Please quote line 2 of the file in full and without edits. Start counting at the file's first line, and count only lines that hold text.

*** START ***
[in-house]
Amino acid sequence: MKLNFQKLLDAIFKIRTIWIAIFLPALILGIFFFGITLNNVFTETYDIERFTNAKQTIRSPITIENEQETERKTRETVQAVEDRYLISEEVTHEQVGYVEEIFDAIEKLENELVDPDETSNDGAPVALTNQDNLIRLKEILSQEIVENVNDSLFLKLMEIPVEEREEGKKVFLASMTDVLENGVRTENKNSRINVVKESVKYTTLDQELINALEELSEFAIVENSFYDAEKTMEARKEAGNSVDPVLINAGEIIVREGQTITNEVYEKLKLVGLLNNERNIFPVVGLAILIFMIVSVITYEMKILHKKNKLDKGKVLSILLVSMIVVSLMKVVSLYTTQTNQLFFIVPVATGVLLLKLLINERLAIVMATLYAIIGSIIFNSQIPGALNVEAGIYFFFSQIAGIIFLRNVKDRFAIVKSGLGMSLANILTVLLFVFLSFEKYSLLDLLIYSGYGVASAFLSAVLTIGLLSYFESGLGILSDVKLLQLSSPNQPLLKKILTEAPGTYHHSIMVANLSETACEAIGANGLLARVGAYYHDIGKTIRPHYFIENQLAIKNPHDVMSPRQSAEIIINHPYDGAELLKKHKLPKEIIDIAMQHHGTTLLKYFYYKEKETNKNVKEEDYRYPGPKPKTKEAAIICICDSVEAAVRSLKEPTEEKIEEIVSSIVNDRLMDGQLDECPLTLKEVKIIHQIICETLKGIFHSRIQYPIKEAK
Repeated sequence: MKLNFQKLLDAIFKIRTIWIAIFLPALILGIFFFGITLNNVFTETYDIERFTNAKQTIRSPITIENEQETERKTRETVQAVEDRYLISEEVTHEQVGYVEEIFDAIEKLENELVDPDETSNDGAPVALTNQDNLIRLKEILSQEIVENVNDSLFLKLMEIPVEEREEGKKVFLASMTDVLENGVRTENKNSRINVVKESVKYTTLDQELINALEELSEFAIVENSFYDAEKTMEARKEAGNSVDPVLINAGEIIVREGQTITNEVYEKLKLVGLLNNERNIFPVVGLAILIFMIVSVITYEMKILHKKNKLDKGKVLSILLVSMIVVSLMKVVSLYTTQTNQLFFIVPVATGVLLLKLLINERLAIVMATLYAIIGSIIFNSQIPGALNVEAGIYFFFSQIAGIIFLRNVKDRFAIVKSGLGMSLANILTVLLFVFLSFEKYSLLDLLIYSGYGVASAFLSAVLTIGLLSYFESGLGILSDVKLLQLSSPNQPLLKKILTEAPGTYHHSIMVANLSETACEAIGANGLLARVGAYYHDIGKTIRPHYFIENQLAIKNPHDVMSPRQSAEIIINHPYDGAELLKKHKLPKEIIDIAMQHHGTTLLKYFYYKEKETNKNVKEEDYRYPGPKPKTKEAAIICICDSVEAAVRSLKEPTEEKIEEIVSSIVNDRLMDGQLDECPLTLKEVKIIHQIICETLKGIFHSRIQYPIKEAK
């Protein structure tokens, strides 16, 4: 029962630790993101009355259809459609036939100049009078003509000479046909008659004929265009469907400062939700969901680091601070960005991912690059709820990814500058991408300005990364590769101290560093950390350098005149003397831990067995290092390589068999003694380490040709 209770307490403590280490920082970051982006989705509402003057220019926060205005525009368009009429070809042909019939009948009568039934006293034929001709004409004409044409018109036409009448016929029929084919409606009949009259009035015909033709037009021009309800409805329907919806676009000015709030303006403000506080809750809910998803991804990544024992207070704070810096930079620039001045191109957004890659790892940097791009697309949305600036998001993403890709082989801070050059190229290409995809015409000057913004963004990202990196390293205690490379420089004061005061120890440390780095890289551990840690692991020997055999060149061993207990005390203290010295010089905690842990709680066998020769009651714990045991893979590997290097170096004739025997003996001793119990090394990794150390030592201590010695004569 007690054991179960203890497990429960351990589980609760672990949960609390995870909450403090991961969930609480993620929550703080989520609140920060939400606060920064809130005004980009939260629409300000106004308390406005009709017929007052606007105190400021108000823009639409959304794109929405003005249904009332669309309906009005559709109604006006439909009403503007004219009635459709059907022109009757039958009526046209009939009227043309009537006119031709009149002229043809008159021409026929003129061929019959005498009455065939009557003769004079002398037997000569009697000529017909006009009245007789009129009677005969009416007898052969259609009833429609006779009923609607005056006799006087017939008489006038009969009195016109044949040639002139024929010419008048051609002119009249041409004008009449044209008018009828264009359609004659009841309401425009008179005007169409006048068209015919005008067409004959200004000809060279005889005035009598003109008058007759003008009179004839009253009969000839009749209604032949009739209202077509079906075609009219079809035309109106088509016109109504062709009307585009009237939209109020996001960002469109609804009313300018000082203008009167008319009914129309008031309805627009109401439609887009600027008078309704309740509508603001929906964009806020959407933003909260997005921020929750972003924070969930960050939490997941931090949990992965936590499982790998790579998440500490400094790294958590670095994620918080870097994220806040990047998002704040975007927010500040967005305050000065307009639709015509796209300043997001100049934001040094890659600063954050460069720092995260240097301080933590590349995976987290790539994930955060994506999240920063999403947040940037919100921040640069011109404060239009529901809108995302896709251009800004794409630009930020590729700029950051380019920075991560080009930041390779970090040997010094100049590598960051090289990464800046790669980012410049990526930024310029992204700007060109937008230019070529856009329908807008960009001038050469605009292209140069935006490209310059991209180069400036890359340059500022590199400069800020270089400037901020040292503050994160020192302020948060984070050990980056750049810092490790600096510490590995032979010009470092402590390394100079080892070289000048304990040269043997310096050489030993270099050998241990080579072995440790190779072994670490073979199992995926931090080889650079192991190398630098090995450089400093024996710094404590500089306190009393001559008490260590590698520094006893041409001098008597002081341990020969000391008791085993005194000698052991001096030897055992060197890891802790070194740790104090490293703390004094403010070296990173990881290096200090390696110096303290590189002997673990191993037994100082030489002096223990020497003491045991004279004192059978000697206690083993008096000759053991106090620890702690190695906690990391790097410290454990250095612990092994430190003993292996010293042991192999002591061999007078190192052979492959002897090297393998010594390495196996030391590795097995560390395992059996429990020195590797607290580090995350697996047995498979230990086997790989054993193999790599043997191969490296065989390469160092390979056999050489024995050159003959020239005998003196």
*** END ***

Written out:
Amino acid sequence: MKLNFQKLLDAIFKIRTIWIAIFLPALILGIFFFGITLNNVFTETYDIERFTNAKQTIRSPITIENEQETERKTRETVQAVEDRYLISEEVTHEQVGYVEEIFDAIEKLENELVDPDETSNDGAPVALTNQDNLIRLKEILSQEIVENVNDSLFLKLMEIPVEEREEGKKVFLASMTDVLENGVRTENKNSRINVVKESVKYTTLDQELINALEELSEFAIVENSFYDAEKTMEARKEAGNSVDPVLINAGEIIVREGQTITNEVYEKLKLVGLLNNERNIFPVVGLAILIFMIVSVITYEMKILHKKNKLDKGKVLSILLVSMIVVSLMKVVSLYTTQTNQLFFIVPVATGVLLLKLLINERLAIVMATLYAIIGSIIFNSQIPGALNVEAGIYFFFSQIAGIIFLRNVKDRFAIVKSGLGMSLANILTVLLFVFLSFEKYSLLDLLIYSGYGVASAFLSAVLTIGLLSYFESGLGILSDVKLLQLSSPNQPLLKKILTEAPGTYHHSIMVANLSETACEAIGANGLLARVGAYYHDIGKTIRPHYFIENQLAIKNPHDVMSPRQSAEIIINHPYDGAELLKKHKLPKEIIDIAMQHHGTTLLKYFYYKEKETNKNVKEEDYRYPGPKPKTKEAAIICICDSVEAAVRSLKEPTEEKIEEIVSSIVNDRLMDGQLDECPLTLKEVKIIHQIICETLKGIFHSRIQYPIKEAK